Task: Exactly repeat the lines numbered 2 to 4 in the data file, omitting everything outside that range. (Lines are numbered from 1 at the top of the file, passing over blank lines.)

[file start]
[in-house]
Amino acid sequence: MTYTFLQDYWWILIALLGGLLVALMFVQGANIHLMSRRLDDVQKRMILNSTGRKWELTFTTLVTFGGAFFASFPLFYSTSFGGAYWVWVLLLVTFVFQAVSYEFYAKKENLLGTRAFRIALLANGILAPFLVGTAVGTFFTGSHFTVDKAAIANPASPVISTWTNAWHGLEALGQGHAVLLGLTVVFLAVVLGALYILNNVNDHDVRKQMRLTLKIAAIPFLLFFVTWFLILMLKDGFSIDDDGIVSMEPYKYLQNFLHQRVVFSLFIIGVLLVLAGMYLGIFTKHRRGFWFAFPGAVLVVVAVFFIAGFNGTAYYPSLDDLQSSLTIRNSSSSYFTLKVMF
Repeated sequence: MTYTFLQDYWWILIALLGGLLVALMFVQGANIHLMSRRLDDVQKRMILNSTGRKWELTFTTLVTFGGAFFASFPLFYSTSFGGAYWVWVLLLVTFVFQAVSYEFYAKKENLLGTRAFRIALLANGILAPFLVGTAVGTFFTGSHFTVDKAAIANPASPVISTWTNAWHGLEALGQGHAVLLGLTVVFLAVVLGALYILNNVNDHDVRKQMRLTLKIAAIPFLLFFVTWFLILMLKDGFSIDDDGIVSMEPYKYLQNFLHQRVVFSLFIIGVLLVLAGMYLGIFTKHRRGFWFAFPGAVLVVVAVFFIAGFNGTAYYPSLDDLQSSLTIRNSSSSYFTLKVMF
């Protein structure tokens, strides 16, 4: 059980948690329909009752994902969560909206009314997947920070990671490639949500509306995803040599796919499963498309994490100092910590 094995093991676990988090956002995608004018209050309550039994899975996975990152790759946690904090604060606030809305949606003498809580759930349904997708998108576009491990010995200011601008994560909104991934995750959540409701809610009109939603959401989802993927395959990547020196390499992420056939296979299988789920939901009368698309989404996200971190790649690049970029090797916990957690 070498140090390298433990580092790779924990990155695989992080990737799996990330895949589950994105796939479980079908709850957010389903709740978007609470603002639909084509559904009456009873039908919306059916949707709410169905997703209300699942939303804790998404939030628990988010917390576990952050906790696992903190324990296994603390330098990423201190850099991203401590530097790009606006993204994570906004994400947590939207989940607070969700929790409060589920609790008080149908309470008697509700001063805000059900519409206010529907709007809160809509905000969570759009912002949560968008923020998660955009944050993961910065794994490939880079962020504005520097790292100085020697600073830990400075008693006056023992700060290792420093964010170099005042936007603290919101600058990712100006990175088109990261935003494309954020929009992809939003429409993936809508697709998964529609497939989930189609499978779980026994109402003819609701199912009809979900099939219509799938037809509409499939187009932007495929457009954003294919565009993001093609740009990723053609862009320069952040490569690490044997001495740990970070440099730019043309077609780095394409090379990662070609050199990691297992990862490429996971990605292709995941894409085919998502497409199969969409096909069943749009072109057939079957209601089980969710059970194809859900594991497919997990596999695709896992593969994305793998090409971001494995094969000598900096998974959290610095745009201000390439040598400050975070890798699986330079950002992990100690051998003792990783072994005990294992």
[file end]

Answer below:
Amino acid sequence: MTYTFLQDYWWILIALLGGLLVALMFVQGANIHLMSRRLDDVQKRMILNSTGRKWELTFTTLVTFGGAFFASFPLFYSTSFGGAYWVWVLLLVTFVFQAVSYEFYAKKENLLGTRAFRIALLANGILAPFLVGTAVGTFFTGSHFTVDKAAIANPASPVISTWTNAWHGLEALGQGHAVLLGLTVVFLAVVLGALYILNNVNDHDVRKQMRLTLKIAAIPFLLFFVTWFLILMLKDGFSIDDDGIVSMEPYKYLQNFLHQRVVFSLFIIGVLLVLAGMYLGIFTKHRRGFWFAFPGAVLVVVAVFFIAGFNGTAYYPSLDDLQSSLTIRNSSSSYFTLKVMF
Repeated sequence: MTYTFLQDYWWILIALLGGLLVALMFVQGANIHLMSRRLDDVQKRMILNSTGRKWELTFTTLVTFGGAFFASFPLFYSTSFGGAYWVWVLLLVTFVFQAVSYEFYAKKENLLGTRAFRIALLANGILAPFLVGTAVGTFFTGSHFTVDKAAIANPASPVISTWTNAWHGLEALGQGHAVLLGLTVVFLAVVLGALYILNNVNDHDVRKQMRLTLKIAAIPFLLFFVTWFLILMLKDGFSIDDDGIVSMEPYKYLQNFLHQRVVFSLFIIGVLLVLAGMYLGIFTKHRRGFWFAFPGAVLVVVAVFFIAGFNGTAYYPSLDDLQSSLTIRNSSSSYFTLKVMF
């Protein structure tokens, strides 16, 4: 059980948690329909009752994902969560909206009314997947920070990671490639949500509306995803040599796919499963498309994490100092910590 094995093991676990988090956002995608004018209050309550039994899975996975990152790759946690904090604060606030809305949606003498809580759930349904997708998108576009491990010995200011601008994560909104991934995750959540409701809610009109939603959401989802993927395959990547020196390499992420056939296979299988789920939901009368698309989404996200971190790649690049970029090797916990957690 070498140090390298433990580092790779924990990155695989992080990737799996990330895949589950994105796939479980079908709850957010389903709740978007609470603002639909084509559904009456009873039908919306059916949707709410169905997703209300699942939303804790998404939030628990988010917390576990952050906790696992903190324990296994603390330098990423201190850099991203401590530097790009606006993204994570906004994400947590939207989940607070969700929790409060589920609790008080149908309470008697509700001063805000059900519409206010529907709007809160809509905000969570759009912002949560968008923020998660955009944050993961910065794994490939880079962020504005520097790292100085020697600073830990400075008693006056023992700060290792420093964010170099005042936007603290919101600058990712100006990175088109990261935003494309954020929009992809939003429409993936809508697709998964529609497939989930189609499978779980026994109402003819609701199912009809979900099939219509799938037809509409499939187009932007495929457009954003294919565009993001093609740009990723053609862009320069952040490569690490044997001495740990970070440099730019043309077609780095394409090379990662070609050199990691297992990862490429996971990605292709995941894409085919998502497409199969969409096909069943749009072109057939079957209601089980969710059970194809859900594991497919997990596999695709896992593969994305793998090409971001494995094969000598900096998974959290610095745009201000390439040598400050975070890798699986330079950002992990100690051998003792990783072994005990294992």